Big-Business influence: Madonnna, jury trials and mandatory arbitration

Madonna skips out on jury duty
Madonna skips out on jury duty

WASHINGTON, June 1, 2014 – Madonna made news recently when she got a doctor’s note to avoid jury duty.

It’s rare to find someone excited over jury duty. If they’re out there, I’ve never met them. When the summons for jury duty arrives, how many people scream “Yes!” and run to clear the calendar? None.

Our first and only reaction is “Oh no” quickly followed by “How can I get out of this?” Regina Brett, NY Times bestselling author.

The material girl’s no-show was not meant to be a statement about the often-futile system of civil justice in America, but it might as well have been.

Trial by jury was considered one of the strongest pillars of our law.

“In civil suits the parties have a right to trial by jury and this method of procedure shall be held sacred.” — Massachusetts Constitution, 1780.“The civil jury trial is preferable to any other and ought to be held sacred.” Virginia Declaration of Rights, 1776.

“In suits at common law, trial by jury in civil cases is as essential to secure the liberty of the people as any one of the pre-existent rights of nature.” — James Madison.

Perhaps we shouldn’t be so quick to fret when called for jury duty. What if our right to a jury trial was taken away?

It almost has been.

The influence of big business on our Supreme Court and elected officials over the years has resulted in a reality that civil “justice” is a joke, particularly for consumers and most employees. Our “right” to go to court has been virtually eliminated and in its place, the process of binding arbitration now resolves most consumer, employment, anti-trust, and civil rights disputes. Arbitration has virtually eliminated an aggrieved person’s right to go to court and seek justice.

The concept of “fairness” is a fairy tale.

The “right” to a civil jury trial to decide a dispute in countless arenas has been eliminated. Instead, consumers and workers are confronted with contractual “mandatory” arbitration clauses which are in small print and which are not “bargained for” in the process of buying a product or accepting employment.

Most contracts we sign with big business today include these mandatory arbitration clauses. These include contracts for cell phones, credit cards, mom’s or dad’s nursing home, and even on-line user agreements. Thus, when presented with these contracts, often in difficult-to-understand legalese, we routinely sign, and we “voluntarily” give up the right to file a lawsuit if there are problems.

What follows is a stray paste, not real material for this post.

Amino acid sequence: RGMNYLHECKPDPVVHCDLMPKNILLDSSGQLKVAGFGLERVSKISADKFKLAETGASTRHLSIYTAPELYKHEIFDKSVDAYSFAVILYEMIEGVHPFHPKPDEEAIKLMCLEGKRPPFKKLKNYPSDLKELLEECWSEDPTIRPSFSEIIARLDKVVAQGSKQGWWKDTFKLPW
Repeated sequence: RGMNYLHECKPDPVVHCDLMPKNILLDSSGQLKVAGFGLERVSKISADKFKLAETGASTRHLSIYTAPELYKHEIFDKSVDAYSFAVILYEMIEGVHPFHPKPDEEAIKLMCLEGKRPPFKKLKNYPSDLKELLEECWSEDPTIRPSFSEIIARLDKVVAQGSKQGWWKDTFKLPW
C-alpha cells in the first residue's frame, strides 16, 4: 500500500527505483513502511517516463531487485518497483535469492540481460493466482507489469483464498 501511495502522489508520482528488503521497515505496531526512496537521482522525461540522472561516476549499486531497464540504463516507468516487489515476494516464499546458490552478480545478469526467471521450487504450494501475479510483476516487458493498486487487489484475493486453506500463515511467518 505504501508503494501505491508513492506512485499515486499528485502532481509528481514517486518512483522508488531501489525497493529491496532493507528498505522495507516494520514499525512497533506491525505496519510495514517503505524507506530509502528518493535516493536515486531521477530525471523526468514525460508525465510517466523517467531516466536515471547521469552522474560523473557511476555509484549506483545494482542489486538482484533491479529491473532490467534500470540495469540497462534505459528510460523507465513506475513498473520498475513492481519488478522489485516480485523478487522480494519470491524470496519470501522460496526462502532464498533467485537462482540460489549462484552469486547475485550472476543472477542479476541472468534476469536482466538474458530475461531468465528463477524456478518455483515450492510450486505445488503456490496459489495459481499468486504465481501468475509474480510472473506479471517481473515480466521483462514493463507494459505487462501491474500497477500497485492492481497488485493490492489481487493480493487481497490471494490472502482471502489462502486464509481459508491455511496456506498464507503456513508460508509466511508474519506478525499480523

How did we get to this place?

In 1925 Congress passed the Federal Arbitration Act (FAA), which was designed to address commercial arbitration agreements between companies of generally equal bargaining power. Over the years the Supreme Court broadened the reach of the FAA, ignoring evidence that it was never intended to apply to consumer or employment disputes, or to supersede other federal laws protecting consumers, workers and small businesses. The Court, always ignoring the little guy, continuously ruled that “private agreements” to arbitrate must be enforced according to their terms.

Right. But what happens when there is effectively no choice in signing the contract? Few people realize or understand the importance of the fine print that strips them of rights. Because entire industries use these clauses, people increasingly have no choice but to accept them if they want necessary medical care, or if they want to buy most consumer products, including cell phones and cars, or if they want to open a bank account, or get a credit card.

Arbitration is not fair, it is not open, nor transparent, it is mandatory, and arbitrators are biased.


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